A CPAP prescription is required for CPAP treatment to ensure that the patient gets the correct CPAP treatment for their sleep-related breathing difficulties. Going through a doctor is also essential in the event that other medical problems are causing or adding to the sleep disruption.
CPAP prescriptions are usually only given after a doctor does asleep study to determine the nature and/or the severity of the breathing problem that is causing the sleep disorder.
A sleep study will determine whether it is in fact sleep apnea that is disrupting your sleep. The sleep study will also determine the source, type, and the severity of the sleep apnea.
Self-diagnosis for sleep apnea is not recommended because:
- You may suspect you have sleep apnea, and if you do, you are probably right, but you won’t know the extent of it. You can’t know how many times you stop breathing or for how long. You may not always wake up each time there is an episode.
- Typical obstructive sleep apnea symptoms, such as heavy snoring, may not always be due to sleep apnea. In this case, a CPAP machine is not necessarily the correct treatment. You may be referred for other medical tests if your doctor suspects another cause.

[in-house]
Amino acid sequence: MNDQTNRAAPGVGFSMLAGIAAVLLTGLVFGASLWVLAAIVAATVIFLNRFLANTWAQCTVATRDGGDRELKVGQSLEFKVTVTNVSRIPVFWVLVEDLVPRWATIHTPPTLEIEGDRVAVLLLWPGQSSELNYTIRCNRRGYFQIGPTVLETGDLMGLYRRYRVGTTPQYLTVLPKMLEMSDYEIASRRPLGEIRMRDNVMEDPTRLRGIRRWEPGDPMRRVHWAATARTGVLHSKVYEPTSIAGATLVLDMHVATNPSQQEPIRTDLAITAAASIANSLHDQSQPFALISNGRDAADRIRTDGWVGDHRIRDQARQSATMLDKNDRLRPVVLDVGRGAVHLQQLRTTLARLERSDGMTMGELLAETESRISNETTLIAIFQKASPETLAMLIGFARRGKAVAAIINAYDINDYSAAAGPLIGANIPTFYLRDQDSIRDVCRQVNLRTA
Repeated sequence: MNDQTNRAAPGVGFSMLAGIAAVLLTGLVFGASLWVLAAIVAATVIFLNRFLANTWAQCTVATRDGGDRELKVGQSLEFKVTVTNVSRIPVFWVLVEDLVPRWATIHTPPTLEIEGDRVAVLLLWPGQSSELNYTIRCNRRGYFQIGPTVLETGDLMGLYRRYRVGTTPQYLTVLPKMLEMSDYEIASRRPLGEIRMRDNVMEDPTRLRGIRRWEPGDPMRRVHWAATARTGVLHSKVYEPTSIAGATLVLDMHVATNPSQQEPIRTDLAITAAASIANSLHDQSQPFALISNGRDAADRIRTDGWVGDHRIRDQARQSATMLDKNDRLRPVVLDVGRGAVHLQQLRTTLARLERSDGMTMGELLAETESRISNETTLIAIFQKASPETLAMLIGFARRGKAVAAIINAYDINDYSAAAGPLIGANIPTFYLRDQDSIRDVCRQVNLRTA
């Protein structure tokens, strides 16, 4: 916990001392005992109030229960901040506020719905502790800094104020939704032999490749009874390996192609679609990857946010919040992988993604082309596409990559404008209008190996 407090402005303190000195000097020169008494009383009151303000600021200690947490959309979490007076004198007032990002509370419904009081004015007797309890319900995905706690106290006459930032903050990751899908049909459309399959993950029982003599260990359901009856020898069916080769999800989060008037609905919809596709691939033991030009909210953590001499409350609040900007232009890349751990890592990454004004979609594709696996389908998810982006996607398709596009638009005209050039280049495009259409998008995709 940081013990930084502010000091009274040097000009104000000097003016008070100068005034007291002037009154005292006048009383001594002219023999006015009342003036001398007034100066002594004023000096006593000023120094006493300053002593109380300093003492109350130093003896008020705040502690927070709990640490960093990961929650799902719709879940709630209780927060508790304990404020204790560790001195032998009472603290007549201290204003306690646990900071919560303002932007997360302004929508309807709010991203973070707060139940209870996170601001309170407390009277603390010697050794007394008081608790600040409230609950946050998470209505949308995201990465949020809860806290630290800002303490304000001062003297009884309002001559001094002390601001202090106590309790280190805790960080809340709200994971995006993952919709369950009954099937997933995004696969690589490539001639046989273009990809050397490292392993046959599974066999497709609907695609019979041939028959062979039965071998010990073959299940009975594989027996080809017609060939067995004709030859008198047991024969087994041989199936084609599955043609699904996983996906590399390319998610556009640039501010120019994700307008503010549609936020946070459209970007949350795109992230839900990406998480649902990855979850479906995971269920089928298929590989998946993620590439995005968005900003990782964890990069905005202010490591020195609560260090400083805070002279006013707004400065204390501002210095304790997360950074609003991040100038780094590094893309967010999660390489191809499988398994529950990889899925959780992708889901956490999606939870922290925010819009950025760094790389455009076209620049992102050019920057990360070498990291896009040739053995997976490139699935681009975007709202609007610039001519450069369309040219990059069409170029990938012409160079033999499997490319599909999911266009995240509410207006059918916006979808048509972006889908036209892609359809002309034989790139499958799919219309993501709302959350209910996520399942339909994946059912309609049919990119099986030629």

- Your apnea may have a neurological cause- and this warrants a specific CPAP prescription and treatment.
- Sleep apnea type symptoms can result from other conditions. You will need a doctor to rule out undiagnosed illnesses and prescribe a suitable CPAP treatment for a diagnosed condition.
Prescribing the right CPAP treatment:
Once it has been medically established that you have either obstructive sleep apnea or apnea caused by something else, your doctor will prescribe either CPAP or BiPaP treatment. BiPAP for more severe apnea or patients who need dual air pressure settings for inhaling and exhaling. Recommended pressure settings, masks and CPAP accessories are included in the CPAP prescription.